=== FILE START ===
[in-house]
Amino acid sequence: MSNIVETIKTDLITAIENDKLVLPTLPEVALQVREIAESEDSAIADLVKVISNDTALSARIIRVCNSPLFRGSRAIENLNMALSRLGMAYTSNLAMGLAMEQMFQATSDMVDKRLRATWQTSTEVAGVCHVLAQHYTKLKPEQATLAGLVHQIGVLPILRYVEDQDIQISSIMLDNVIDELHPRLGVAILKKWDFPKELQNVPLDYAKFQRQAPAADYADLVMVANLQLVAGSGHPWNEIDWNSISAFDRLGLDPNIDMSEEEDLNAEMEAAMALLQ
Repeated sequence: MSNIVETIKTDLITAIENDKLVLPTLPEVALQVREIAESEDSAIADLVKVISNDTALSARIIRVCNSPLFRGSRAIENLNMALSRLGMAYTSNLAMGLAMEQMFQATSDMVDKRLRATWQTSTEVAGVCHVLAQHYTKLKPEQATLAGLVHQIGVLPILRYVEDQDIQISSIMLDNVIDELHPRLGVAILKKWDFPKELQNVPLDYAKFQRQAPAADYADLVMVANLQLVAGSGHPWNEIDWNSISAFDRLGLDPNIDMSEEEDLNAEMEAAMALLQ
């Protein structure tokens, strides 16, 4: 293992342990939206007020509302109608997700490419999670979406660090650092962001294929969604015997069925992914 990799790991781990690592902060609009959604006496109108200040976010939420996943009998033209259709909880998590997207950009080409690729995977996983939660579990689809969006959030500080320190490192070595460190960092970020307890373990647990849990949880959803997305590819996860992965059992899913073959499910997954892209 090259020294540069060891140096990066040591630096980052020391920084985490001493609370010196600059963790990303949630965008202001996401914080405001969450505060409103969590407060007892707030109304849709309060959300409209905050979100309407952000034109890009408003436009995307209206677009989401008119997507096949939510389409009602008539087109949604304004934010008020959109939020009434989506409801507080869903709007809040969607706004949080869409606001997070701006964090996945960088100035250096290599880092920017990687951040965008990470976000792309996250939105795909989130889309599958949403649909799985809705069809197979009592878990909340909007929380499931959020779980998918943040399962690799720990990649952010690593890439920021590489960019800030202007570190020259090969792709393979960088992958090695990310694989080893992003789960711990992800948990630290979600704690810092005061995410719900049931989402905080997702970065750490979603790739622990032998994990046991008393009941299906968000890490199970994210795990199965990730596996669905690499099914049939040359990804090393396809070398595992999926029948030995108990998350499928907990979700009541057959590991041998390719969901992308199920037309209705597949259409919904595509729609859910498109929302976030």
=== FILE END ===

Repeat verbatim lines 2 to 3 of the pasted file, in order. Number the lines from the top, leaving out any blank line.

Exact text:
Amino acid sequence: MSNIVETIKTDLITAIENDKLVLPTLPEVALQVREIAESEDSAIADLVKVISNDTALSARIIRVCNSPLFRGSRAIENLNMALSRLGMAYTSNLAMGLAMEQMFQATSDMVDKRLRATWQTSTEVAGVCHVLAQHYTKLKPEQATLAGLVHQIGVLPILRYVEDQDIQISSIMLDNVIDELHPRLGVAILKKWDFPKELQNVPLDYAKFQRQAPAADYADLVMVANLQLVAGSGHPWNEIDWNSISAFDRLGLDPNIDMSEEEDLNAEMEAAMALLQ
Repeated sequence: MSNIVETIKTDLITAIENDKLVLPTLPEVALQVREIAESEDSAIADLVKVISNDTALSARIIRVCNSPLFRGSRAIENLNMALSRLGMAYTSNLAMGLAMEQMFQATSDMVDKRLRATWQTSTEVAGVCHVLAQHYTKLKPEQATLAGLVHQIGVLPILRYVEDQDIQISSIMLDNVIDELHPRLGVAILKKWDFPKELQNVPLDYAKFQRQAPAADYADLVMVANLQLVAGSGHPWNEIDWNSISAFDRLGLDPNIDMSEEEDLNAEMEAAMALLQ